Trouble Coming

In Sex on November 29, 2009 at 10:51 pm

Dear Yenta,

I still have not had an orgasm. I feel pressure mounting in my genitals, and then it always subsides. I have tried masturbating and have had sex with many men. I haven’t been in a serious relationship in a very long time, though. I am pretty sure there is something medically wrong with my hormones and want to get tested. What do you think?


Dear Without,

In my personal opinion an orgasm is always possible, it just might take some personal work to achieve. Doctors would be my very last resort. When obstruction occurs, it can be due to a number of physical and emotional factors. More women than you realize are sexually stunted in this very same way.

Here is a step by step plan:

1) Do an inventory of your mental self. Are you stressed? Were you raised to think sex was sinful? Do you have control issues? Were you sexually abused in your life? Were you in a traumatic situation where you lost physical control? Any number of these things could be distracting you from release. Sometimes our bodies tell us no as a signal that we need help or healing. Talk therapy or meditation could help, exploring the topic of letting go and what is so often terrifying about doing so.

2) How do you feel about your body? Do you feel fat? Hairy? Stalky? Ugly? Too much? Too little? Are you too loud? Too sweaty? One time at a bar in Panama a Canadian woman took my aside and asked if I had ever made love to myself, “like really made love to yourself?” This connection to self and body is the key to enjoying sex with another, and if you can’t let go alone, can’t love your thighs or breasts or vagina without a partner, then chances are you won’t be able to with them either. Make love to yourself. Kiss your arm. Stare at your genitals, tell all those things that you think are “too” something that they are just right. Cultivating a healthy sex life is something that for many needs to be built, like a yoga practice, over years of observation and commitment.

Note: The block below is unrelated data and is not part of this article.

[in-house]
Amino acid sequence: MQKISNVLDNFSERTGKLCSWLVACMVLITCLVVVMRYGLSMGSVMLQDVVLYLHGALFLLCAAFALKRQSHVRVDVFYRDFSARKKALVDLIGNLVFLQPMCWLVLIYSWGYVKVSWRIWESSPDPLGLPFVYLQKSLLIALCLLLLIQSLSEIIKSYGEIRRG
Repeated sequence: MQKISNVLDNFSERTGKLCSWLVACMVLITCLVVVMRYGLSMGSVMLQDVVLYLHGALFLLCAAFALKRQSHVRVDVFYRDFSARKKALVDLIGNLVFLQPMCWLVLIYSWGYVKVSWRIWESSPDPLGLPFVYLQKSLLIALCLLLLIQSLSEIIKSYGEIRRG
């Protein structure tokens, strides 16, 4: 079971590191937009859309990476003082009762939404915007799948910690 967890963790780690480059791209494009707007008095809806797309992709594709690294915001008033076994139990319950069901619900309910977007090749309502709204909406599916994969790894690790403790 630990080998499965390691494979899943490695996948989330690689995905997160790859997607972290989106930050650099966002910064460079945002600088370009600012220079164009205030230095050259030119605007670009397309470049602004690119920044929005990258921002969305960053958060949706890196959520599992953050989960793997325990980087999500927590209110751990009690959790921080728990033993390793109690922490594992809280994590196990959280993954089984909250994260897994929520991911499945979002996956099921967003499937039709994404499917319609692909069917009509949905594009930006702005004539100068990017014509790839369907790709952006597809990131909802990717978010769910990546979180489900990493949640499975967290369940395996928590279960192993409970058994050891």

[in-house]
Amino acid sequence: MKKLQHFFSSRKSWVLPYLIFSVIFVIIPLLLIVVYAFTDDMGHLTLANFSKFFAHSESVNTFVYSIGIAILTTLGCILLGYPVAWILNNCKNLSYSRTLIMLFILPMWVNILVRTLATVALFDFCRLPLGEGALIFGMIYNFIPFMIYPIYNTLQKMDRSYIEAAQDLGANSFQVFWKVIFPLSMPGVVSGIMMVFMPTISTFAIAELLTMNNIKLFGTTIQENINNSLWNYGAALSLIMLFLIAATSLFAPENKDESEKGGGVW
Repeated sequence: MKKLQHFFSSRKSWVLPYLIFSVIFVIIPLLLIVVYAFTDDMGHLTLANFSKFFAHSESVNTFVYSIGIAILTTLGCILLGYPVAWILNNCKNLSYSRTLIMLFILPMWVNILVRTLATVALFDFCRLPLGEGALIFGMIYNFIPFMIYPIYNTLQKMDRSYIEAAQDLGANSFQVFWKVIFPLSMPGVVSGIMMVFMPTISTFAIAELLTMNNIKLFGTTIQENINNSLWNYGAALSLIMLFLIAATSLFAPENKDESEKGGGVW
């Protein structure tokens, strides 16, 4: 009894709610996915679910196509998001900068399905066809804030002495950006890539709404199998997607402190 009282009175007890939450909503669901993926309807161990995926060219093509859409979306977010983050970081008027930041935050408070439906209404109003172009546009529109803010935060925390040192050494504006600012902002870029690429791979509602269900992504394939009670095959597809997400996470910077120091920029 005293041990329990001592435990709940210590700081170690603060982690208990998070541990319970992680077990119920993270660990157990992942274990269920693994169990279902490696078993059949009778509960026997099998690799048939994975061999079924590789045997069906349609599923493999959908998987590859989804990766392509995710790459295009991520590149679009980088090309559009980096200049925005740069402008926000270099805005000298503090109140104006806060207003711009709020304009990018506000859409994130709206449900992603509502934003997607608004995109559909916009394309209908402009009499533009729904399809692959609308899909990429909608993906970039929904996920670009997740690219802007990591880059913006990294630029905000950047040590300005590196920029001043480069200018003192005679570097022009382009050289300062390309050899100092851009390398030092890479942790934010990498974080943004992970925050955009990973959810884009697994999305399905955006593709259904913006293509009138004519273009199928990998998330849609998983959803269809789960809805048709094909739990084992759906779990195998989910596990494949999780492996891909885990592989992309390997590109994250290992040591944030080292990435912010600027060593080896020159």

3) Trust. Do you trust yourself? Do you trust your partner? If you aren’t in serious relationships, who is making love to your body? Do you feel safe with them? Sexy with them? Respected by them? This deeper emotional comfort may be key to orgasms for many women. Others need things like a moving train or a public restroom and a stranger. But in your case, it sounds like you need love, trust, and safety: key ingredients to a wild sex life full of orgasmic release.

4) Keep at it. Leave the bedroom locked and make self-love a priority for a few months. Forget the orgasm, explore the folds of your labia, the underside of your clitoris, the edges of your aeriola. You need to become calm in your own body, enter your own form, learn to love pleasure without release. Find your G-spot, play with your rear, check in with armpits and elbows. Make love to your body as if a spiritual practice and see where this leads you. If, over time, you start to feel safer in your skin, you might allow it to erupt and take charge in its own explosive orgasmic way.

  1. […] are male, by standard American definitions. If you are female, and need help with the same, see: Trouble Coming in addition to reading below. If you are neither, improvise with those two […]

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